When Susan (not her real name) complains to me for the umpteenth time that she really wants more friends in her life, I point out to her that she isn’t exactly doing anything
She agrees with me very distractedly and just from the expression on her face, I can tell she’s not gonna do anything about her lack of a social network and I’d probably be hearing this complaint again quite soon.
Susan is not alone.
There are many of us out there who crave having more friends, more dates, more love, more socialising and more relationships but… aren’t lifting a finger to do anything about allowing more people into your life. …
It’s the new way of falling in love.
I remember striking up a conversation with him on Okcupid! and then deciding to meet up in person.
What was I feeling before we met? A mix of nerves, anticipation, fear, reluctance and excitement.
It was unchartered territory, something I had never done before and would have never dreamed of doing. But since everyone was jumping on the online dating bandwagon, I decided to give it a shot myself.
He asked to meet somewhere near my office and said he had this amazing fusion place to take me to. …
A couple of years ago — when the concept of “self-care” started to become popular on the interwebs, I decided to incorporate some of these practices into my life.
I trawled Pinterest and read blogs about how the bloggers and coaches and self-care gurus were looking after themselves.
These often elaborate routines involved getting up before sunrise, taking walks, writing in my morning journals, deep-breathing for 30 mins and making a healthy breakfast.
All before I headed out of the house for work.
I did some of these for awhile and whilst I was gung-ho and enthusiastic at the beginning, something else was happening. …
Sometimes I really regret not chancing upon research articles like this back when I was a student in college. 😉
I loved studying but was a very lazy student and was always consistently on the hunt for the most efficient study techniques — so that I could study less and party more! Haha
I constantly resorted to procrastinating on my studies — particularly if I was mugging for exams. And I also resorted to very “easy” study techniques — I simply reread textbook notes, highlighted whatever I read (which was almost 90% of the page) and attempted to write summaries.
I was taught the Cornell note-taking method and though I loved it, I never really quite used it. …
I used to be a pretty melancholic and emotionally volatile person in the past, prone to dark, depressing negative thoughts.
I’d think the worst of a person or situation which resulted in me either not taking any action or jumping to the wrong conclusions about someone.
Having negative thought cycles also meant that I tended to talk myself into staying in crappy situations with toxic people. I just didn’t have the barometer to tell when something or someone was right for me or not.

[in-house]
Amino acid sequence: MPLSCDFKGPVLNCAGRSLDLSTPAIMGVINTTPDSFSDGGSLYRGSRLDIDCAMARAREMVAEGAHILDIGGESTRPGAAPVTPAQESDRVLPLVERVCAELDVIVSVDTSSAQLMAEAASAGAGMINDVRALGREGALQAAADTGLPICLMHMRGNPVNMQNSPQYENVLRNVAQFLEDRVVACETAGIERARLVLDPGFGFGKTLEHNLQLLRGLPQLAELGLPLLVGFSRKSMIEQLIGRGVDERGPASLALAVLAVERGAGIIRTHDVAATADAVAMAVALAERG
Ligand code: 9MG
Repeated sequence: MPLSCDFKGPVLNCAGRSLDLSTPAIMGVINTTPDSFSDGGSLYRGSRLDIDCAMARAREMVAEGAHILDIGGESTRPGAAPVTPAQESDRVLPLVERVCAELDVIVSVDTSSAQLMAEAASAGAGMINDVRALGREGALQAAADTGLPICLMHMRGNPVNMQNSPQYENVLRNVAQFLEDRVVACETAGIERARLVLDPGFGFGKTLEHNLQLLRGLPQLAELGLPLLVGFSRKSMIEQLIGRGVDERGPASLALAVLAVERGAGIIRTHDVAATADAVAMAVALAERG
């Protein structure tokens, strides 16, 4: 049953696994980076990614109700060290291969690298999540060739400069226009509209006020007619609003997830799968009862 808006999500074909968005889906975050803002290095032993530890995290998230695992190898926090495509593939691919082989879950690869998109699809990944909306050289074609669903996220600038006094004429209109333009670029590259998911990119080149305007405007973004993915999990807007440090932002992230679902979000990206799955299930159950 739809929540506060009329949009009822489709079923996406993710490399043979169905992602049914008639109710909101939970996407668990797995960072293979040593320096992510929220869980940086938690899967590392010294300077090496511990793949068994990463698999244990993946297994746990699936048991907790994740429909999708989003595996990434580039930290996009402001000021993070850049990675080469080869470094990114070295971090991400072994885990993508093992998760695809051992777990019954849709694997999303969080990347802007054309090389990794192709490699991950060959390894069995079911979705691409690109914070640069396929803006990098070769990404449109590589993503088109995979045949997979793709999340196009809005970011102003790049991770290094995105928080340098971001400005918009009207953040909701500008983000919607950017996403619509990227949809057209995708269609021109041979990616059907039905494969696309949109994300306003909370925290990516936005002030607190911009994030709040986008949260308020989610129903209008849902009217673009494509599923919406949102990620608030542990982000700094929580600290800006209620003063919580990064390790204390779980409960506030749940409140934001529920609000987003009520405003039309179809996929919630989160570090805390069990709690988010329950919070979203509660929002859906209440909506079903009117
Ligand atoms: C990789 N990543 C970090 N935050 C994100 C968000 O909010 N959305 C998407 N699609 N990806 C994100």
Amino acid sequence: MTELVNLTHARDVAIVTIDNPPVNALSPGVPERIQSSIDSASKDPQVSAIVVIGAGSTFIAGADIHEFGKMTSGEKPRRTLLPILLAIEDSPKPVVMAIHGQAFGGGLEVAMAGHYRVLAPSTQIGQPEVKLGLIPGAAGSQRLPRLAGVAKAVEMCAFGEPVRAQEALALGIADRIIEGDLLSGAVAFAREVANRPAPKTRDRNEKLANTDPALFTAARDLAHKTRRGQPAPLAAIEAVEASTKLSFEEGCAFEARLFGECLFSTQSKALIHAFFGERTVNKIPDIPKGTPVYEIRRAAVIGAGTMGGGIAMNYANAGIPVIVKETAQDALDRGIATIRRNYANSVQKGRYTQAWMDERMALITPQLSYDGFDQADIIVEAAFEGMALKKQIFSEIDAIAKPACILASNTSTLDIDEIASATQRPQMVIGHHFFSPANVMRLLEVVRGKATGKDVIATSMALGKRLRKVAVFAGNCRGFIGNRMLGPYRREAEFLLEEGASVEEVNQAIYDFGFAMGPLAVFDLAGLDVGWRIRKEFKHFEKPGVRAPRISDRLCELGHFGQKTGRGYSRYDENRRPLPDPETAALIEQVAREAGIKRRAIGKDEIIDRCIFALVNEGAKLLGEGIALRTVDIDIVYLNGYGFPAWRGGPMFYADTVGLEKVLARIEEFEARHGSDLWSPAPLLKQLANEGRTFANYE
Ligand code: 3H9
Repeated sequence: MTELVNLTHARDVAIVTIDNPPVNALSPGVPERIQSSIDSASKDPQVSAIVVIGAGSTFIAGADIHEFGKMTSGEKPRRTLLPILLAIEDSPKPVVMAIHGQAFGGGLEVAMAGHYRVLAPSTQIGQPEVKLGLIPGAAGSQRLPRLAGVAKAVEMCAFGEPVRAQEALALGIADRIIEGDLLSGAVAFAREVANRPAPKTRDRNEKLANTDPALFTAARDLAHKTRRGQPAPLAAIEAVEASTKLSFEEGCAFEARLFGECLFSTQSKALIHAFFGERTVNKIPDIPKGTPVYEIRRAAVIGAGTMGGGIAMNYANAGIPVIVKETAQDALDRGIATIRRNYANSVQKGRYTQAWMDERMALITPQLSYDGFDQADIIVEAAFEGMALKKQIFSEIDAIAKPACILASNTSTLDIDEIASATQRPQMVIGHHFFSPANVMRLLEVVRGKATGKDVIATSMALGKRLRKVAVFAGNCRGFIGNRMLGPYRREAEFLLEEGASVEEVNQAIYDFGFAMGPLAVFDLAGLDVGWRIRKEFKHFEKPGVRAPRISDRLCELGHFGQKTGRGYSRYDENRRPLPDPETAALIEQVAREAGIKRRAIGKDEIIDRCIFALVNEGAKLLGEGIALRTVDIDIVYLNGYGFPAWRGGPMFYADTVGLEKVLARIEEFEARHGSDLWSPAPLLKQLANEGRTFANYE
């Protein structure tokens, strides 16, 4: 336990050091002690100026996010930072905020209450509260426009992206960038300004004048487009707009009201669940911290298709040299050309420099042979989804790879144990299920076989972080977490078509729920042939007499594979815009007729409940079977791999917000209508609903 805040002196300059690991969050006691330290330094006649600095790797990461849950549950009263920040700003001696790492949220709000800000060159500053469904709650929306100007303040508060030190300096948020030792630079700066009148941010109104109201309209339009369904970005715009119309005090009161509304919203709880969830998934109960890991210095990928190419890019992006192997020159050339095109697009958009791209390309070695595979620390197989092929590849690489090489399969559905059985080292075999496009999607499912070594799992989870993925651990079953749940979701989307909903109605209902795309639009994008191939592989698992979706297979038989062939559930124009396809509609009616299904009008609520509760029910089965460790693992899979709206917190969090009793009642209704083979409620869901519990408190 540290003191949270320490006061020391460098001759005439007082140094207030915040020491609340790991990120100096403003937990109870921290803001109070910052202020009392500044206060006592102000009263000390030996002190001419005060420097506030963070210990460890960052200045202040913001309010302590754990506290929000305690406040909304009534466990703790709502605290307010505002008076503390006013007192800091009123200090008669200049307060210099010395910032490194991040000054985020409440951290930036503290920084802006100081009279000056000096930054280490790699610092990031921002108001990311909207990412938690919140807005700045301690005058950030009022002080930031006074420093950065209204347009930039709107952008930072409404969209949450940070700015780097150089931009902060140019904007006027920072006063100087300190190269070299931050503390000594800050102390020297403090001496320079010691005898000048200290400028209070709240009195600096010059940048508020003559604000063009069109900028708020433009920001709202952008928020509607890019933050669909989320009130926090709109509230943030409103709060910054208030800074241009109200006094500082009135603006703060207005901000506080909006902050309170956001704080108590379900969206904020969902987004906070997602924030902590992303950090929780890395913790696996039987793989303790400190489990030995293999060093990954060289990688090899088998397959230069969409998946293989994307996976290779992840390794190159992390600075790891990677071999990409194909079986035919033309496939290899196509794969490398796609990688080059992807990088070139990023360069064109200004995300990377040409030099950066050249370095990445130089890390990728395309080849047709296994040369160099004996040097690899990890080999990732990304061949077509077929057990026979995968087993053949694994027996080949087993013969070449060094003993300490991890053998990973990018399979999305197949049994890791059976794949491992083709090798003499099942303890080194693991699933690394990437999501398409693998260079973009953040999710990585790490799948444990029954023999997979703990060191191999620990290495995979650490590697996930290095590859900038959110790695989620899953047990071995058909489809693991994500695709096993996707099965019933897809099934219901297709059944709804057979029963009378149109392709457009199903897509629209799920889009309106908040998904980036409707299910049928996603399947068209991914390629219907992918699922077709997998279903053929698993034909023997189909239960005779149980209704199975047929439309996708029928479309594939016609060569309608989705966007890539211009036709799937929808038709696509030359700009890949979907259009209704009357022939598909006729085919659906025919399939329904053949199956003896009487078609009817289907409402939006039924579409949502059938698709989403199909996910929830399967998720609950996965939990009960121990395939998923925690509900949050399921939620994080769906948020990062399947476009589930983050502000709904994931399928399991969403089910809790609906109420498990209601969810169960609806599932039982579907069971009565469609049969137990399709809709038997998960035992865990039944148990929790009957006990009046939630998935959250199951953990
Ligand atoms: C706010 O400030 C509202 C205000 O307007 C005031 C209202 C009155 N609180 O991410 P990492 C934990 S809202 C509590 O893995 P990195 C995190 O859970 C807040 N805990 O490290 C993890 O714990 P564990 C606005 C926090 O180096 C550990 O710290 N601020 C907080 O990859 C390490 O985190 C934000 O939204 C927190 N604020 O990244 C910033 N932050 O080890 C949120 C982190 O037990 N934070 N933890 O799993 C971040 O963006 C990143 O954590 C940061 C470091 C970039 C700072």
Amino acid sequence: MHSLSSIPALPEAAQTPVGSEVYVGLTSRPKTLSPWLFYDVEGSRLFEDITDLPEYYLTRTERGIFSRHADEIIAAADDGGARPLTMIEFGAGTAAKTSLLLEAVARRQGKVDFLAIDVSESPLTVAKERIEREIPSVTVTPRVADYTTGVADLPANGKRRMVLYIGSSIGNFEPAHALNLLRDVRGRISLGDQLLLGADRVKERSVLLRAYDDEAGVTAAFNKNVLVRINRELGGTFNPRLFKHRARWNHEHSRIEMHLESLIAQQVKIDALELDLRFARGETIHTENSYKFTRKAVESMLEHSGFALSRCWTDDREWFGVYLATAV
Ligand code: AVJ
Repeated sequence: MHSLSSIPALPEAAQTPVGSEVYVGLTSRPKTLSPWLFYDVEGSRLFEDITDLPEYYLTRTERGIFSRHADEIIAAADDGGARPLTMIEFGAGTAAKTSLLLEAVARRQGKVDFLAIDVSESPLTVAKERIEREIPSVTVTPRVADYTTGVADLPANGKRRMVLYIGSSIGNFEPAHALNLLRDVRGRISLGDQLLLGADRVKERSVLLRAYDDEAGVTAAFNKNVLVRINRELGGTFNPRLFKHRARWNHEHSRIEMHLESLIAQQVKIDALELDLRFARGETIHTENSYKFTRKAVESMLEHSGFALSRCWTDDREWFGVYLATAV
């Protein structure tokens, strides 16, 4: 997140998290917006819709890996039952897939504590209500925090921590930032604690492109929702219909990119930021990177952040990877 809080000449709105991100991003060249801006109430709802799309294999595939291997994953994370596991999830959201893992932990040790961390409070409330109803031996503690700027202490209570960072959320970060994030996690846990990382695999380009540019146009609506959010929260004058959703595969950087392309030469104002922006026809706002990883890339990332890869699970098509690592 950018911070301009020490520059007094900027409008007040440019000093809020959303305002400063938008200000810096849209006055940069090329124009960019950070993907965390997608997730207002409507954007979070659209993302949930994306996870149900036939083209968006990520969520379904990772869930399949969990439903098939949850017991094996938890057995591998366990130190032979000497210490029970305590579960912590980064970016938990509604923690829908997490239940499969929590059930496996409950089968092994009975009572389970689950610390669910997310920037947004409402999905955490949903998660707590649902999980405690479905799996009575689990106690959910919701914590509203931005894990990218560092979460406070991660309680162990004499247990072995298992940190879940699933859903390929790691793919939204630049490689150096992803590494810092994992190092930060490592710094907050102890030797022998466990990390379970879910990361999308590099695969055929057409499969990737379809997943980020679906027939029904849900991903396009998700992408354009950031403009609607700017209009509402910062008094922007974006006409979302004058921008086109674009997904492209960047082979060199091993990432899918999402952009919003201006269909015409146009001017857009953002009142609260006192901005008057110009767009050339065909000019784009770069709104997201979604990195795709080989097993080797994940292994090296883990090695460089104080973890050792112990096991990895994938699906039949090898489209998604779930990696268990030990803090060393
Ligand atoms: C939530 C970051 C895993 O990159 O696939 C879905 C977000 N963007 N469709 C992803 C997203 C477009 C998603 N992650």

Back then, I also had little to no clue what I should do with the negative thoughts swirling around in my head. I’d usually let it get so out of hand, I’d end up becoming a complete emotional wreck. …
Have you ever felt like whenever you get on the negative thinking train, your mind starts to spiral out of control? Take that control back! Getting aware of the types of cognitive distortions your mind is putting you through is the first step to breaking that negative thought pattern process. Listen to this episode to find out what are the 13 most common cognitive distortions we have and start figuring out which ones you commonly fall “prey” to.
Credits to King’s College London and David D. Burns, M.D., The Feeling Good Handbook.
Originally published at https://life-as-an-experiment.pinecast.co on October 16, 2020.
If you’ve been on a couple of dates in your life, you’ve probably come up against people who displayed behaviour that made you feel uncomfortable and uneasy, but they weren’t in-your-face enough to actually trouble you.
Our subsconscious/intuition/gut/ whatever you wanna call it sometimes pick up on warning signals or red flags way earlier and faster than our conscious mind.
At times, when we are so emotionally invested and engaged with a person on a date, it can be really difficult to stand back from the situation and evaluate our feelings clearly.
Another thing that can make things tricky is that red flags are sometimes not in your face — they are subtle, they get under your skin, they get in your head, but they aren’t obvious. …
Have you ever been on a date where there was something kinda off about the person in front of you, but you just couldn’t put your finger on why that is?
Could it be the way he keeps eyeing other women who pass your table? (yes). Or could it be the condescending tone he speaks to you in — “Oh God (eyeroll), how could you not know that?!” (also yes).
Or perhaps, you are in the middle of a job interview, and the way the interviewer (your potential boss) is dodging your question about the culture and workload is kinda putting you off? …
It was painful. I was wiped out from the 3 hour discussion we had, completely drained, emotionally exhausted — yet I still had to debrief the team.
In spite of all that, you barely get a thank you or an appreciation of the hard work that you’ve done. But well, it’s the culture where you are.
No thank yous and on top of that — having to listen to someone drone on and on about how your performance wasn’t good enough, you didn’t ask question 36, you didn’t probe deep enough.
You should have. You didn’t. …
Has the past 9 months been such a whirlwind of stuff or what? I can hardly remember what I was doing before Covid-19 hit us all.
One minute we were celebrating the New Year’s, the next minute we were reading about rising community numbers about this strange virus. And very soon, it had spread all over the world.
And here we all are now. Surviving. Thriving.
So many things have changed for us — some good stuff, some bad stuff. …